FIRST® Tech Challenge
Team Blast May 23, 2024

Hi ,

Here's some updates and news from FIRST® Tech Challenge.

In this week's blast: 

💻 Tech Tip of the Week

🎓 FIRST Scholarship Program Spotlight

🎁 Make Every Hour Count

Tech Tip of the Week

Welcome back to the Tech Tip of the Week, this is Part 3 of a 3-part series talking about Wi-Fi bands and why you might be shooting yourself in the foot by not selecting (and designing your robots for) the right Wi-Fi band.


In Part 1 we discussed the physical characteristics and properties of frequencies in each of the 2.4GHz and 5GHz bands. In Part 2 we talked about the history of the bands, described sources of interference (e.g., other devices!) on each band, and how Wi-Fi improvements have made 5GHz more efficient to use. 


Robot design - and more aptly “Control Hub placement” - is THE critical factor in influencing the Wi-Fi frequency/band you should be using. Remember Wi-Fi is a line-of-sight technology, which means Wi-Fi does best when there is a straight unobstructed path from the antenna on the Control Hub to the antenna on the Driver Hub. Where is the antenna in a Control Hub? It is right under the plastic on the “face” of the hub on the logo side. If the Control Hub can be mounted so that its antenna is generally not covered/surrounded/blocked by metal, 5GHz should be your target band. However, if your Control Hub is buried deep inside the robot and surrounded by metal, the 2.4GHz band may be your only option (remember, the lower frequencies of 2.4GHz might be able to “bend around” metal obstacles slightly better). Unfortunately exposing the “back side” of the Control Hub instead of the “front side” of the hub is not going to yield similar results, as there is a PCB with metal traces between the antenna and the “back side” of the Hub that will block/reflect/absorb signals.


Does that mean your Control Hub needs to be mounted unprotected on the outside of the robot in order to get good signal reception? Not necessarily, fortunately not all materials are the same. Plastics are generally the most “invisible” to Wi-Fi frequencies, or at least their absorption/blocking/reflection (also known as attenuation) is generally minimal enough to not sufficiently matter. Wood, especially thin birch commonly used in many robot designs, is slightly more attenuating but definitely still a great option. Metals, however, will greatly attenuate Wi-Fi frequencies and are the worst materials for Wi-Fi transmission. Yes, I am looking at YOU teams who use hook-and-loop to mount your robot battery to the top of the Control Hub - stop doing that! And for those looking for inspiration in this upcoming season, water is also an incredibly poor medium for transmission of Wi-Fi frequencies.


But how do you know for sure how well your robot’s Wi-Fi is performing? You can monitor the Wi-Fi signal’s strength through the Driver Station App. Check out the February 15, 2024 Team Blast Tech Tip for info on how to view and understand Wi-Fi Signal Strength. If your signal is strong when using 5GHz at maximum field range (from the Driver Hub) and in all robot orientations, you should be good to go on 5GHz! Feel free to compare the performance on 5GHz and 2.4GHz, and if they are comparable you should stick with 5GHz for better interference reduction.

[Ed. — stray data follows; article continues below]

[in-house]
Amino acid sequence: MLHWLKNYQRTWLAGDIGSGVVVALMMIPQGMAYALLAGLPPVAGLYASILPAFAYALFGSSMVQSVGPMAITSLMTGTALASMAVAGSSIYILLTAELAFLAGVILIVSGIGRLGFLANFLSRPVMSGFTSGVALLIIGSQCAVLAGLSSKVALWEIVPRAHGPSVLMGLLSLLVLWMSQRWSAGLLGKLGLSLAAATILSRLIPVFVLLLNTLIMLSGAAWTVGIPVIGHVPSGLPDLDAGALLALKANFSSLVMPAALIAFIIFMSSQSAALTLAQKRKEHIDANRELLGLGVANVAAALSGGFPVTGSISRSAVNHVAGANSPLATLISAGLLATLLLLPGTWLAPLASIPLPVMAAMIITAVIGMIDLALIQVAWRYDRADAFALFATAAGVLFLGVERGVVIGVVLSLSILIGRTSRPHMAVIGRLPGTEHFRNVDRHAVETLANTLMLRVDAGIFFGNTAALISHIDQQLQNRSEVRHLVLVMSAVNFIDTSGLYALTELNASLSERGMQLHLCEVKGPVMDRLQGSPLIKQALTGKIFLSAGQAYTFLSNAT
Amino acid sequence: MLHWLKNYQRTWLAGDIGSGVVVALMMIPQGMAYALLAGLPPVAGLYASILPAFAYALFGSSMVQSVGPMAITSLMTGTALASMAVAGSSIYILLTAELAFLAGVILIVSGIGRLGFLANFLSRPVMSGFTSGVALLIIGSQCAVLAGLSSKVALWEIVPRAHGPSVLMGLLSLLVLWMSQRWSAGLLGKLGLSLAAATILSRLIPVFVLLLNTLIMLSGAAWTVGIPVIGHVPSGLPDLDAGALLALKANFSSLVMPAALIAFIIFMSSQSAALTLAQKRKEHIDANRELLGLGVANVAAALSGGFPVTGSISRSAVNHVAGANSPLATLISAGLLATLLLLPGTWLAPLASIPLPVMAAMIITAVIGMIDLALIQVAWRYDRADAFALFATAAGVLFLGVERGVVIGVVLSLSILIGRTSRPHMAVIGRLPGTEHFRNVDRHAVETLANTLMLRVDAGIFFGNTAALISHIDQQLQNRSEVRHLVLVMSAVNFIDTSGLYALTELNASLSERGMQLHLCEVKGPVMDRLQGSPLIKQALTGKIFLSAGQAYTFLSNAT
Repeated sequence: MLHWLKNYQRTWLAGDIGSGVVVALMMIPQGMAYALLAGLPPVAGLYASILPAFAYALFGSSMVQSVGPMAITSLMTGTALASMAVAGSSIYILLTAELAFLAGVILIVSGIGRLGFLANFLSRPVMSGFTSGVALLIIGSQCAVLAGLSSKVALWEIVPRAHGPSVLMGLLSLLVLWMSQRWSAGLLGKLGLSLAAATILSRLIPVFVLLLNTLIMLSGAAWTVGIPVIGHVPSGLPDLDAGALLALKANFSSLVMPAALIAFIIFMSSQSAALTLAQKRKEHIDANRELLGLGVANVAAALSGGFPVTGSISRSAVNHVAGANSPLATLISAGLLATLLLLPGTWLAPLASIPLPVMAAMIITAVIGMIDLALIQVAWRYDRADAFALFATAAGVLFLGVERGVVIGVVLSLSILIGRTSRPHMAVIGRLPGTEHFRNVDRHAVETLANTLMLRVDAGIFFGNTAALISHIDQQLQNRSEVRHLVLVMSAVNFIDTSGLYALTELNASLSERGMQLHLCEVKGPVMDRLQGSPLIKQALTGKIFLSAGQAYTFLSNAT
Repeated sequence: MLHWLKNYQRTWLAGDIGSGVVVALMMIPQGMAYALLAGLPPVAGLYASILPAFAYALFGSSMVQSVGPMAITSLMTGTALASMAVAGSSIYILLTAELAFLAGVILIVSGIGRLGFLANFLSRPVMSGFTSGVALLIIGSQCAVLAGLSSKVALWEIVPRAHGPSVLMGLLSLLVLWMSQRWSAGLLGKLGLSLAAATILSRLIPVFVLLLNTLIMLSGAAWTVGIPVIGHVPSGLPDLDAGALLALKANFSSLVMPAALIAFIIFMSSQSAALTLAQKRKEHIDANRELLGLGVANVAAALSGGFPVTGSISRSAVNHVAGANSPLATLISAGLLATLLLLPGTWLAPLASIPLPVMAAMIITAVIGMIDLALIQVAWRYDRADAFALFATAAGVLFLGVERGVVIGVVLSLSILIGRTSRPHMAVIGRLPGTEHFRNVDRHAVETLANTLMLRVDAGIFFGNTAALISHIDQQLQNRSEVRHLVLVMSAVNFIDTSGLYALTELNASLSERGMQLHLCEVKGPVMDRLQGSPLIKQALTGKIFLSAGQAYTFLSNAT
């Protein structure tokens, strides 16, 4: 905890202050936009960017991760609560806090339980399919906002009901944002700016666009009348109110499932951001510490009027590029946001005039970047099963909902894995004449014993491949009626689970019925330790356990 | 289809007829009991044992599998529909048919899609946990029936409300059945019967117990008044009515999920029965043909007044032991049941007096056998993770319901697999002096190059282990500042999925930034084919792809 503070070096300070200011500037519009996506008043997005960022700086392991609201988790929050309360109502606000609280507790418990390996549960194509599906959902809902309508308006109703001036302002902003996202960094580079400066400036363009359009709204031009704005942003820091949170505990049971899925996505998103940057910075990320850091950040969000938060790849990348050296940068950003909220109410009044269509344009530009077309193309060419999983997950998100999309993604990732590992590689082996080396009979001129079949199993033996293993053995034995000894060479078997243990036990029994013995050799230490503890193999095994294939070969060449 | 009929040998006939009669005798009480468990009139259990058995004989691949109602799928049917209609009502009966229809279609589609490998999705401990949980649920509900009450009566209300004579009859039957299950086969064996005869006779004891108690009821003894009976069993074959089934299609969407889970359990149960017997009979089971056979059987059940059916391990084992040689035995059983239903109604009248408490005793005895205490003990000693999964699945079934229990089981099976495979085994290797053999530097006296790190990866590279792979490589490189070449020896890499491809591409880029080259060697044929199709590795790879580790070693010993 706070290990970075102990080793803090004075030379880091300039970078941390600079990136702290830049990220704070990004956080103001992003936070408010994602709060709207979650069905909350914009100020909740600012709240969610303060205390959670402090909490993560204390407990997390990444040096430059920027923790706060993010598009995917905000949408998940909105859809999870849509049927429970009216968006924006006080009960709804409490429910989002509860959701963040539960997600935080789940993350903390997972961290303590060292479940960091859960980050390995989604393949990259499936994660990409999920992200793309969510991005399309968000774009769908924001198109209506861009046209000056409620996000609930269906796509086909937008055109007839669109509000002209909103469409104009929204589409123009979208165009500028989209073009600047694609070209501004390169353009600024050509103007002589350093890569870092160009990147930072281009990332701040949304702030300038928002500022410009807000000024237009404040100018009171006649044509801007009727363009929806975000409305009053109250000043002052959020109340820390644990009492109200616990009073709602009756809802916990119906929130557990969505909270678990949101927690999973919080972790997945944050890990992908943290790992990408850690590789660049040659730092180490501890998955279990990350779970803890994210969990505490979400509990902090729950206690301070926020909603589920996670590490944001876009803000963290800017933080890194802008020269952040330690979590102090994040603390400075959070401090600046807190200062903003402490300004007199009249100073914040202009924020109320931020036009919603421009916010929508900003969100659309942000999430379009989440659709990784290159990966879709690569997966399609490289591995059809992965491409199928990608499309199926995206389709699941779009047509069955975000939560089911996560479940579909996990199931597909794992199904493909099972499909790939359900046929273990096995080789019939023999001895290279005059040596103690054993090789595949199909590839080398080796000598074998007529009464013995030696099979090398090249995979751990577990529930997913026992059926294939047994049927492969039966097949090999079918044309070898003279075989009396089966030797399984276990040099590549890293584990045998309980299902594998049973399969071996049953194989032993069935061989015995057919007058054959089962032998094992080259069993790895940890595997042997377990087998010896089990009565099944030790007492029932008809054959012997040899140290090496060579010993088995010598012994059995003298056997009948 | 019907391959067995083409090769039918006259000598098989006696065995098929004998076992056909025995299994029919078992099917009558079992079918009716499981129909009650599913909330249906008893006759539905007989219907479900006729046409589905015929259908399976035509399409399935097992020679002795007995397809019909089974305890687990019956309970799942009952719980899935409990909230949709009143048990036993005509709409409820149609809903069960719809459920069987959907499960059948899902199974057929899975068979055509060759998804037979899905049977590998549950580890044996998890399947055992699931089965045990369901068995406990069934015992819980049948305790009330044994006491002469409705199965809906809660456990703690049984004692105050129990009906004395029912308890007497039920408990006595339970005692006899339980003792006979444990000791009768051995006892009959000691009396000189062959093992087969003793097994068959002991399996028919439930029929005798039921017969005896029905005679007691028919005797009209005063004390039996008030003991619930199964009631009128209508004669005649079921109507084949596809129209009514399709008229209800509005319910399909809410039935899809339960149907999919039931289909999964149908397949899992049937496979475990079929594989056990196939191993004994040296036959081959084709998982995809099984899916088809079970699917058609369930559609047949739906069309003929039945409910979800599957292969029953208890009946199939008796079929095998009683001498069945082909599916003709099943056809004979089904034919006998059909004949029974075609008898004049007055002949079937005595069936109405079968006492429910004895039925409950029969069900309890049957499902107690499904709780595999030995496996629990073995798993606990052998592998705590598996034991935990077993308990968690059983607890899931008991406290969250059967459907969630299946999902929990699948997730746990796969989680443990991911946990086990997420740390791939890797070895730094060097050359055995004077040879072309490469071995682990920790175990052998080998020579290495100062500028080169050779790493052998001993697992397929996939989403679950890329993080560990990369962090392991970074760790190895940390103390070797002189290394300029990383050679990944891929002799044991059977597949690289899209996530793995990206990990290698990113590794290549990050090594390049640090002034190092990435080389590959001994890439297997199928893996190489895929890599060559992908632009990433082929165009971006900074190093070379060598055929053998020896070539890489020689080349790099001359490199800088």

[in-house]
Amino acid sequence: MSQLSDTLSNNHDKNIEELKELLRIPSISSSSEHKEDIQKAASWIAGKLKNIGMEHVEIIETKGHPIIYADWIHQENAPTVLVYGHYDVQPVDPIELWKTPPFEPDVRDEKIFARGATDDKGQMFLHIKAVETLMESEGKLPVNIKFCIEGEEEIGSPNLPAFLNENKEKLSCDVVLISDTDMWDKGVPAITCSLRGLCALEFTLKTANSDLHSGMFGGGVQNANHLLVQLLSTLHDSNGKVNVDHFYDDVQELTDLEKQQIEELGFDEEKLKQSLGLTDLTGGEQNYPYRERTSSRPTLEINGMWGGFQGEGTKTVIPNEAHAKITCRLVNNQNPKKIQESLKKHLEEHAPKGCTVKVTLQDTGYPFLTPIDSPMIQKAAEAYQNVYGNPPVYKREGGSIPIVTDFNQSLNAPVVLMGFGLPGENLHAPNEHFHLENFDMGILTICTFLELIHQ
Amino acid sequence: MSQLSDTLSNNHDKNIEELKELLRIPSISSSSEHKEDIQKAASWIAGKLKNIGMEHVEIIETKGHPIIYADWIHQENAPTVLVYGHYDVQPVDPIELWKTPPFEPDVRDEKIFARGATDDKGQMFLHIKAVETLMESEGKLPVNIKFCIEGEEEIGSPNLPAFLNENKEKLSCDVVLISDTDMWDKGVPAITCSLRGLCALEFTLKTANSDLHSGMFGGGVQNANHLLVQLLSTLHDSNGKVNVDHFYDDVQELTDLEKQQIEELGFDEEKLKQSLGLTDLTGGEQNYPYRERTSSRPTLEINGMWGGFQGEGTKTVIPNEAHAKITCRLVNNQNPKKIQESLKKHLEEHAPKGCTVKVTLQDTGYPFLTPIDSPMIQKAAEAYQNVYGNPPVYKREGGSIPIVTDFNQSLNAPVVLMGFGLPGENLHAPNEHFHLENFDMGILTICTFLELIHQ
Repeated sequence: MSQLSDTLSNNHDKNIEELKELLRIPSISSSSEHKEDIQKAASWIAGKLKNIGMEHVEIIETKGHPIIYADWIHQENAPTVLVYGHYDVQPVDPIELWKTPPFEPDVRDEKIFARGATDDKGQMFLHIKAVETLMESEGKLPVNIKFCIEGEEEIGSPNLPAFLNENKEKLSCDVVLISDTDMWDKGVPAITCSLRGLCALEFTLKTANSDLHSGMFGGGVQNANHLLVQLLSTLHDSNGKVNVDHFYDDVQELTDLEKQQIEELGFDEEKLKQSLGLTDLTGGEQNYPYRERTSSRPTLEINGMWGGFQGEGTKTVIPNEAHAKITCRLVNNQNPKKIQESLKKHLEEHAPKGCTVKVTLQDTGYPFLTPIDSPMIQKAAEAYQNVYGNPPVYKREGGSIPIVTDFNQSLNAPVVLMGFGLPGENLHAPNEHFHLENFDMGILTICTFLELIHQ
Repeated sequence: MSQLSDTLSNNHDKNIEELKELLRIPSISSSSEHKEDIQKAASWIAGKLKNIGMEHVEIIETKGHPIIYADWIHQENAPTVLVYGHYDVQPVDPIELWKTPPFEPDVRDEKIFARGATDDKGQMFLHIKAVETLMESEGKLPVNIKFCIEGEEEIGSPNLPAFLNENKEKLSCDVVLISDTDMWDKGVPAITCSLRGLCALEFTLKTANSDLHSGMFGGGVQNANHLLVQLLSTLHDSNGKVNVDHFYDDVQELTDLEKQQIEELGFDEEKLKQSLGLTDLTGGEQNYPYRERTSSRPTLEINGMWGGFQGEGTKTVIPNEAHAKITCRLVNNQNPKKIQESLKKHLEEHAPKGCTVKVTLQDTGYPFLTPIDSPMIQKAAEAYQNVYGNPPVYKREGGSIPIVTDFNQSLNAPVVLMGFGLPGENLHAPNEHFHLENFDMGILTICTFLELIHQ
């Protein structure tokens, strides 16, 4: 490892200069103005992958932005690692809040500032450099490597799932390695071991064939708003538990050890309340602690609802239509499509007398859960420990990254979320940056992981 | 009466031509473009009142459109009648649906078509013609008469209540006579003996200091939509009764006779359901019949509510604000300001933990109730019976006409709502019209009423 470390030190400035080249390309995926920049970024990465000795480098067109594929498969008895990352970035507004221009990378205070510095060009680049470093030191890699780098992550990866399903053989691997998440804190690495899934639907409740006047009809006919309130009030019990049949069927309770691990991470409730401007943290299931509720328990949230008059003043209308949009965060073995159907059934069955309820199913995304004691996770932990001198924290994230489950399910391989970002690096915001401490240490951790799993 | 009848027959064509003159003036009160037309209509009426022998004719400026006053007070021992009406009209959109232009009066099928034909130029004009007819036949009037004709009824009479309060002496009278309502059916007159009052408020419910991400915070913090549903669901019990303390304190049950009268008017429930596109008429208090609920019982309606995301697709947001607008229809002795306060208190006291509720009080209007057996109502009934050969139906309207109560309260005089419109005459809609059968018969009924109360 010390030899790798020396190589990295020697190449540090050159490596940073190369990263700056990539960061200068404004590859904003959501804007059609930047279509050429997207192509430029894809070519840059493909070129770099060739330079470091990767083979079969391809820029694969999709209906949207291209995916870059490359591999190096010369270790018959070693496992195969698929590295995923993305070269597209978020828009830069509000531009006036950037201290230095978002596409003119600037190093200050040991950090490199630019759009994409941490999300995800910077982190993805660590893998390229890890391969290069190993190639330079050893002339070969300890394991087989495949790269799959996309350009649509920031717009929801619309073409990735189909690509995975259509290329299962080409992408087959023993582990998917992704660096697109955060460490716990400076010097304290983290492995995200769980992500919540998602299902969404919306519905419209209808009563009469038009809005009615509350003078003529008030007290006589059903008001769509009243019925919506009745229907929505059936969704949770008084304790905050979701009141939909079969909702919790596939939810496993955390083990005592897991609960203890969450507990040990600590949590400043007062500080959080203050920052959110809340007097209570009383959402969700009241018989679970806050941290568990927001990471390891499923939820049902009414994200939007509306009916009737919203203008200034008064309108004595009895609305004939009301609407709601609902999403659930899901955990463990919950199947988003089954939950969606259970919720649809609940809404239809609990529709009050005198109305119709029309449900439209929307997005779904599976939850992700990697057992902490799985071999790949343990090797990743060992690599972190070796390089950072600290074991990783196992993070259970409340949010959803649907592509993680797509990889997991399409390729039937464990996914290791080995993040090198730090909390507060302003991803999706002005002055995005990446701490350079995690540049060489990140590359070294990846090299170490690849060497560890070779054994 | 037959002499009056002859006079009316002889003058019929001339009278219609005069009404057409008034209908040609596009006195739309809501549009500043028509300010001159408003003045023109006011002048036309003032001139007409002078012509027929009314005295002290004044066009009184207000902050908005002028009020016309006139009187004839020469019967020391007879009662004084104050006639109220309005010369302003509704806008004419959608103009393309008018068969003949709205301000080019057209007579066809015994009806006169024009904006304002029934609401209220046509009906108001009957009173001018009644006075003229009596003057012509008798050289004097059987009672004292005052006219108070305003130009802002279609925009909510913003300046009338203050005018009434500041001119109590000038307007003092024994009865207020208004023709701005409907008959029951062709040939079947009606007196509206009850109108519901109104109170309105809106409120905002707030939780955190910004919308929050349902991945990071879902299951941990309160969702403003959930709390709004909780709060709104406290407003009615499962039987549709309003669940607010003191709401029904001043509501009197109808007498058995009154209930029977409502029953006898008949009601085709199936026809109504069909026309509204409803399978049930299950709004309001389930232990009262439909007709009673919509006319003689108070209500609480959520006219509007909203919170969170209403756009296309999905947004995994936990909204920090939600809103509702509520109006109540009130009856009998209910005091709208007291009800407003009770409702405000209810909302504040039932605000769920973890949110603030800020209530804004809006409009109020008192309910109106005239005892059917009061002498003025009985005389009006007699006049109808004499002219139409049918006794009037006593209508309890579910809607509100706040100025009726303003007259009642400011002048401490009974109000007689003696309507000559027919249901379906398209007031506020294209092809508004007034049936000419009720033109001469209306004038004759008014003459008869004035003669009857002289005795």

In summary, the vast majority of robots should be using 5GHz as this is the optimal channel in terms of interference reduction, device crowding, and channel utilization by the Wi-Fi standards. Robot design - specifically Control Hub placement - might necessitate the use of 2.4GHz if the line-of-sight path to the Control Hub antenna in the robot is too greatly obstructed by metal, especially motors. By monitoring the robot’s Wi-Fi signal strength, you can determine which frequency band yields the best Wi-Fi signal performance for your robot. 


FIRST® Scholarship Program Spotlight: High School Student Opportunity: TKS - Innovation Program for Teens (Global)  


FIRST Scholarship Provider TKS, a top innovation program for students ages 13-17, is recruiting students to join their Fall 2024 Program and is offering a scholarship to FIRST students. Forward this to students to use the scholarship code TKSFIRST when applying to receive one month of tuition if accepted!


In 10 months, students gain real-world work experience with organizations like Google, Meta, Microsoft, the World Economic Forum and Mastercard and understand emerging technologies like AI, Quantum Computing, Synthetic Biology, Regenerative Medicine, Nanotech, and Blockchain. They will be mentored by industry professionals and build projects that can be used to stand out in university and career applications and internships.

Applications are due May 31, 2024. Send students here to apply!


Make Every Hour Count: Log Your Volunteer Time for Corporate Matching Gifts! 


The FIRST in ShowSM season may be over, but there’s still time to double or triple your impact. Your employer may have a matching gift programAs a charity focused on youth education, FIRST may be eligible to receive funding from your employer because of your support through volunteer hours and/or your financial gifts. Check with your employer and log your support today! 


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